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praepostor

[ pree-pos-ter ]
/ priˈpɒs tər /
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noun
a senior student at an English public school who is given authority over other students.
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QUIZ YOURSELF ON "WAS" VS. "WERE"!
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“Was” is used for the indicative past tense of “to be,” and “were” is only used for the subjunctive past tense.
Also prepositor, prepostor.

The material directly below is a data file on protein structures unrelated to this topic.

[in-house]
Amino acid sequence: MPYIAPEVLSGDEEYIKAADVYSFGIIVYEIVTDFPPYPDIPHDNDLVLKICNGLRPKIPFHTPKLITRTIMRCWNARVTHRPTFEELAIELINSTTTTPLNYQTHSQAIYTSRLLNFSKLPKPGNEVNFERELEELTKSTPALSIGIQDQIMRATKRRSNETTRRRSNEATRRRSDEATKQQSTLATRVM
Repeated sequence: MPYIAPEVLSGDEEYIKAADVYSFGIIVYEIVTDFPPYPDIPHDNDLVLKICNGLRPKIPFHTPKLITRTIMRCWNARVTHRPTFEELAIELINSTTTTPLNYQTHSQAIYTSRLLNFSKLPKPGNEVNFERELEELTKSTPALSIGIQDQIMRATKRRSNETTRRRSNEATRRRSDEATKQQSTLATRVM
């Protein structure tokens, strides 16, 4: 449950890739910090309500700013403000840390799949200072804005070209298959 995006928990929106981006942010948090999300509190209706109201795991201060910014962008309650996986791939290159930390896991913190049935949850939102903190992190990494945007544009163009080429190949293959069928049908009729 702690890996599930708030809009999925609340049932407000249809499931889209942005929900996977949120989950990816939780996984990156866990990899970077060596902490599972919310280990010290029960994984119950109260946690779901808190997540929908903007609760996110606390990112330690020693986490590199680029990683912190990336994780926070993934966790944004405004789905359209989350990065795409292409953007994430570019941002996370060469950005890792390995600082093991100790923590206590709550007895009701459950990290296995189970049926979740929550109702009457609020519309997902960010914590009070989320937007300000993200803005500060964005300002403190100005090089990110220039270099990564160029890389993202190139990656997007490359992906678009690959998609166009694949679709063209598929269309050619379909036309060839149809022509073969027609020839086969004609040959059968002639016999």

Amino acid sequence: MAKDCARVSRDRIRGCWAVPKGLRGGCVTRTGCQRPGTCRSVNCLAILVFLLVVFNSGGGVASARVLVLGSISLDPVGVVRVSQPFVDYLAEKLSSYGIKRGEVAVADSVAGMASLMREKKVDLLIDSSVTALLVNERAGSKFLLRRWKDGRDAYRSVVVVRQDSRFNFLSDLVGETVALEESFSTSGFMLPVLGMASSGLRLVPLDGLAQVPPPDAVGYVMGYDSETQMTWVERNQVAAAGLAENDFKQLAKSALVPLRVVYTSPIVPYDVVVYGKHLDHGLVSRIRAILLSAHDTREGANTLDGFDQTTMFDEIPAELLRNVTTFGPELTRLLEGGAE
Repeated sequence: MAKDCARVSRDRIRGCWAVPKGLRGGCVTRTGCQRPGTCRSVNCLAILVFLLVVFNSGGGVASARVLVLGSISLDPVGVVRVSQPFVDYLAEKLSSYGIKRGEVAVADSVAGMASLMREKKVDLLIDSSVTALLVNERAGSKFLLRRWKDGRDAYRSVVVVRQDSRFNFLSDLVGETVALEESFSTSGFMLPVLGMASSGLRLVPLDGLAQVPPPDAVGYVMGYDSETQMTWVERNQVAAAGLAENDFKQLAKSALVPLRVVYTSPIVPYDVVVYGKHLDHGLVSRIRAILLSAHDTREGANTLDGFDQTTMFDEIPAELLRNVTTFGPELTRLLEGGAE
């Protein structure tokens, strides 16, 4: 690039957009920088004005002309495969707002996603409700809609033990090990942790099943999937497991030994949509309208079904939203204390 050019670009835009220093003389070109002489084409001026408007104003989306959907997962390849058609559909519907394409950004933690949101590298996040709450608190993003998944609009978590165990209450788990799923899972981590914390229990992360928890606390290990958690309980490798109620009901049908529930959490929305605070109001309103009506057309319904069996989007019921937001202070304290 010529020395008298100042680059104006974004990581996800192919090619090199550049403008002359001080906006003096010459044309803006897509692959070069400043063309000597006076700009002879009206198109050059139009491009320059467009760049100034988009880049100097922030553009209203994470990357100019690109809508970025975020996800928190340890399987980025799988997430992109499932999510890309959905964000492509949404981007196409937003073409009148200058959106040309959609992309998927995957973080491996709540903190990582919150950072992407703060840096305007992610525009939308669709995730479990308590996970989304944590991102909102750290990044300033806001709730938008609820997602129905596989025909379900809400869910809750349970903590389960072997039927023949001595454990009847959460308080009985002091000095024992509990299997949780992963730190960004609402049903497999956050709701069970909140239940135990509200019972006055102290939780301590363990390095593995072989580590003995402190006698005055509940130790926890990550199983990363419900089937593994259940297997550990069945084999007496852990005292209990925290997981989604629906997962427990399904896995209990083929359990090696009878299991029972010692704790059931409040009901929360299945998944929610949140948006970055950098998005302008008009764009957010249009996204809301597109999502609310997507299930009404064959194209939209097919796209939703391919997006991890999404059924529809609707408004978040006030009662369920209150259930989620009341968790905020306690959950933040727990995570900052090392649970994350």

Origin of praepostor

From the Medieval Latin word praepositor, dating back to 1510–20. See prae-, posit, -tor

OTHER WORDS FROM praepostor

prae·pos·to·ri·al [pree-po-stawr-ee-uhl, -stohr-], /ˌpri pɒˈstɔr i əl, -ˈstoʊr-/, adjective
Dictionary.com Unabridged Based on the Random House Unabridged Dictionary, © Random House, Inc. 2022

How to use praepostor in a sentence

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